• Israel has been forced to fight for its existence as a Jewish state and to protect its citizens in a war of self-defense.
    • This tragic war, which no other democracy has had to face in recent times, is not of Israel's making and contrary to its wishes.
    • It has been imposed upon Israel by the Palestinian leadership, who rebuffed Israel's far-reaching offer of peace and instead adopted a strategy of indiscriminate terror and virulent incitement.
    • In this war of self-defense, Israel maintains the highest moral ground and adheres to a strict ethical code as a democratic, civic society governed by the rule of law. Any infringements by a few individuals are dealt with accordingly by the judicial system.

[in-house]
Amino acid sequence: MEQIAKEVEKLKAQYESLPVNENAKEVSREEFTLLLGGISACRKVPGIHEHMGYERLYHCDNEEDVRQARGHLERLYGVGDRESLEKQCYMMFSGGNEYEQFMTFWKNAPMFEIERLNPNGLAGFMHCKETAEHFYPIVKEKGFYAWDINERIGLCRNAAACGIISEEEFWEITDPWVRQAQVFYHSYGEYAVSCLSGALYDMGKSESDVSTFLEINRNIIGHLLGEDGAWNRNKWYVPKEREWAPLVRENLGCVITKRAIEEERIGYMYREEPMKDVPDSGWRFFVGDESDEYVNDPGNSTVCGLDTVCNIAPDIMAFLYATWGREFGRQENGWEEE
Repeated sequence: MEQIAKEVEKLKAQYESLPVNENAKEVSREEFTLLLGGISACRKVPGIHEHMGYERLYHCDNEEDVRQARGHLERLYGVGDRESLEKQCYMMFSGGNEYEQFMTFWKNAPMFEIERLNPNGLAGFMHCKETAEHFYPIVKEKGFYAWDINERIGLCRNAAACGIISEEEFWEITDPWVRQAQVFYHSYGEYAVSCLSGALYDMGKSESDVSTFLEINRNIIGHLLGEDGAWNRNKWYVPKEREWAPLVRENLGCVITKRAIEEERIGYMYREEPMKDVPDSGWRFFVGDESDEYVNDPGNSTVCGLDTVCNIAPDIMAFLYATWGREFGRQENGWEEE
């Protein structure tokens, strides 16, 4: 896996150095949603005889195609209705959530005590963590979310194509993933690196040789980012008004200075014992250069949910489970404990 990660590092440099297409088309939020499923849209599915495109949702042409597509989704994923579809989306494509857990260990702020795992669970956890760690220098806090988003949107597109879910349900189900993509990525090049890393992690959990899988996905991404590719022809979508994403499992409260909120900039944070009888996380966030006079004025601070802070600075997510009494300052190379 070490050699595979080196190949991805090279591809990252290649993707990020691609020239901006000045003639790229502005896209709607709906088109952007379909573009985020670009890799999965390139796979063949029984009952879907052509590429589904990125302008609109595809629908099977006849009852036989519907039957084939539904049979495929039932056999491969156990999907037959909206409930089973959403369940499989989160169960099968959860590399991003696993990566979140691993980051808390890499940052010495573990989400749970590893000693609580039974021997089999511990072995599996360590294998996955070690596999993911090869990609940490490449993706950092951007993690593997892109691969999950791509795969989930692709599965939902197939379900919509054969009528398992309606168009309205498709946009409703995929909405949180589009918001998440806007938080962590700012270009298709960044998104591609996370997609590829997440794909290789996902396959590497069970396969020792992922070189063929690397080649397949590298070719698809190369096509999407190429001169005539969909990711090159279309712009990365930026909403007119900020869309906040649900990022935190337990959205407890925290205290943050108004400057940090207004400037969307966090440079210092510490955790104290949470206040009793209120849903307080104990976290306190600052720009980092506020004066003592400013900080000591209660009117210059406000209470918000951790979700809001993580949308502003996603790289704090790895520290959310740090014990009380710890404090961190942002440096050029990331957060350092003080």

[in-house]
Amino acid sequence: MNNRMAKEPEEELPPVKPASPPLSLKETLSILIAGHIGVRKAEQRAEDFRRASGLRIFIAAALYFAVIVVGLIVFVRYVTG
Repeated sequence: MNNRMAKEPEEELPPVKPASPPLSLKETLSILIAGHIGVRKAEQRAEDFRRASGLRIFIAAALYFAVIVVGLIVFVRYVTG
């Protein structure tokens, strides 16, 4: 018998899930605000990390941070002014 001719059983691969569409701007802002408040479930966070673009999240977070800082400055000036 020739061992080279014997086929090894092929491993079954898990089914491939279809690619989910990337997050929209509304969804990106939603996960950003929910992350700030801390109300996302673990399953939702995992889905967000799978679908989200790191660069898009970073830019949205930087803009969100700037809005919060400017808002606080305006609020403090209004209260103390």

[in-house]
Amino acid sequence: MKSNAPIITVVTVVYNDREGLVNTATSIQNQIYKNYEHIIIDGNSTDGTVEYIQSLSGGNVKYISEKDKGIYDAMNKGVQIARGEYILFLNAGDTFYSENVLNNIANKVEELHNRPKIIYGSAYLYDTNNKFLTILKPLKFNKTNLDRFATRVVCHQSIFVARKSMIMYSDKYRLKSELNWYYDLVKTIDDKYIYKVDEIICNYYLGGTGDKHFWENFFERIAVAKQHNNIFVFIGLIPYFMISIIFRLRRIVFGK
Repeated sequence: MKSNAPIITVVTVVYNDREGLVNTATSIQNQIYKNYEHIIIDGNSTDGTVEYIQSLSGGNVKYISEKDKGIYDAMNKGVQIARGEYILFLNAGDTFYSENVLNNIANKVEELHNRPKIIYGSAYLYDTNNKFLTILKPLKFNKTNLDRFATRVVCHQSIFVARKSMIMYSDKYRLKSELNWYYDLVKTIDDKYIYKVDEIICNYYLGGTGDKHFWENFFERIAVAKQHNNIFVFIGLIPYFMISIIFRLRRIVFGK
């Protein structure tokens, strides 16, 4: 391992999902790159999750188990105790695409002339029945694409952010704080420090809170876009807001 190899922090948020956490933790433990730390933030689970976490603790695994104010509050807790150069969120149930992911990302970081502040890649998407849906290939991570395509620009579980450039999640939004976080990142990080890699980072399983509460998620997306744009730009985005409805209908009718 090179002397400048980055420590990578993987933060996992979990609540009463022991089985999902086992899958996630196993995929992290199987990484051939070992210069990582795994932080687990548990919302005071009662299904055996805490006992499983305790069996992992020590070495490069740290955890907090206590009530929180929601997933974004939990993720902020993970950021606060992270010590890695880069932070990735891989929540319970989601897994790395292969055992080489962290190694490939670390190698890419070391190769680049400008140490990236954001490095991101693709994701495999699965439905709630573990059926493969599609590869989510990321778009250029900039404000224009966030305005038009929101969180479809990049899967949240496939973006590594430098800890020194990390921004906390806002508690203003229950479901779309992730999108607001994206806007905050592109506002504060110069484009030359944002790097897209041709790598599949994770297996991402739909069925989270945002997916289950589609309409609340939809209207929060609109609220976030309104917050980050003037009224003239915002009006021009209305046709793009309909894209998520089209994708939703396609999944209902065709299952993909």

• Those Arab leaders who have renounced violence have reached historic achievements with Israel through peaceful negotiation. Yet the only result of this Palestinian campaign of terror has been to destroy many innocent lives and to shatter families, dreams, and goodwill on both sides.
    • The Palestinians' aspirations can only be addressed through peaceful dialogue. The current national unity government of Israel has repeatedly stated that, once the necessary measures are taken by the Palestinian leadership to end the campaign of terror, it is more than willing to resume negotiations and address all the outstanding issues.